3.6

Effective team membership and team leadership.

Successfully completing this Unit will contribute to the recognition of attainment of the following graduate attributes aligned to the AQF Level 7 criteria, Engineers Australia Stage 1 Competency Standards for Engineering Technologists and the Sydney Accord:

 

Graduate Attributes

(Knowledge, Skills, Abilities, Professional and Personal Development)

EA Stage 1 Competencies

Learning Outcomes

A. Knowledge of Science and Engineering Fundamentals

A1. Breadth of knowledge of engineering and systematic, theory-based understanding of underlying principles, and depth of knowledge across one or more engineering sub- disciplines

 

1.1, 1.3

 

1, 2

A2. Knowledge of mathematical, statistical and computer sciences appropriate for engineering technology

 

1.2

 

3, 4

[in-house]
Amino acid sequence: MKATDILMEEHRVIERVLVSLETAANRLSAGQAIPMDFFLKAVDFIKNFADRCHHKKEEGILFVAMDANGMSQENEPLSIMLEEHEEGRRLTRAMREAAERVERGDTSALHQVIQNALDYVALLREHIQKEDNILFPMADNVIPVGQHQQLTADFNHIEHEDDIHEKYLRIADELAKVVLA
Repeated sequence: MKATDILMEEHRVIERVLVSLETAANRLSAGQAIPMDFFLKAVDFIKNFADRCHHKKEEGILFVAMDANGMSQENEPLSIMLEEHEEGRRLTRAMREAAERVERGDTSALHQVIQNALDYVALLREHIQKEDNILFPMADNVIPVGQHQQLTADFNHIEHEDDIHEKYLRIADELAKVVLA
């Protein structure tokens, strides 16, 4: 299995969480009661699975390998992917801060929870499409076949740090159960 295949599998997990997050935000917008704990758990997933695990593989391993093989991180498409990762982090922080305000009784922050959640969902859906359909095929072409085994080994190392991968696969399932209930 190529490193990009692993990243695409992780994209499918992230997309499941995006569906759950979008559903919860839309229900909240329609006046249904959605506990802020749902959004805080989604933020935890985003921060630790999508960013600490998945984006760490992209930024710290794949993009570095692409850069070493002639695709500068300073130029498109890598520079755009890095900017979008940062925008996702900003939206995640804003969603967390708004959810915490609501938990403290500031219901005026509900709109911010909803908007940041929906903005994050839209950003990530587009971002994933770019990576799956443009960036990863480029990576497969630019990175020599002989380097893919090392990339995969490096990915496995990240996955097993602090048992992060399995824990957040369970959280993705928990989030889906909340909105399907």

A3. Discernment of knowledge development within the technology domain

1.4

1, 2, 5, 6

A4. Knowledge of engineering design practice and contextual factors impacting the technology domain

 

1.5

 

3, 4, 6

B. Problem Solving, Critical Analysis and Judgement

B1. Ability to research, synthesise, evaluate and innovatively apply theoretical concepts, knowledge and approaches across diverse engineering technology contexts to effectively solve engineering problems

 

1.4, 2.1, 2.3

 

3, 4

B2. Technical and project management skills to design complex systems and solutions in line with developments in engineering technology professional practice

 

2.1, 2.2, 2.3, 3.2

 

4

C. Effective Communication

C1. Cognitive and technical skills to investigate, analyse and organise information and ideas and to communicate those ideas clearly and fluently, in both written and spoken forms appropriate to the audience

 

3.2

 

1, 4, 5, 6

C2. Ability to engage effectively and appropriately across a diverse range of cultures

3.2

 

D. Design and Project Management

D1. Apply systematic synthesis and design processes within the technology domain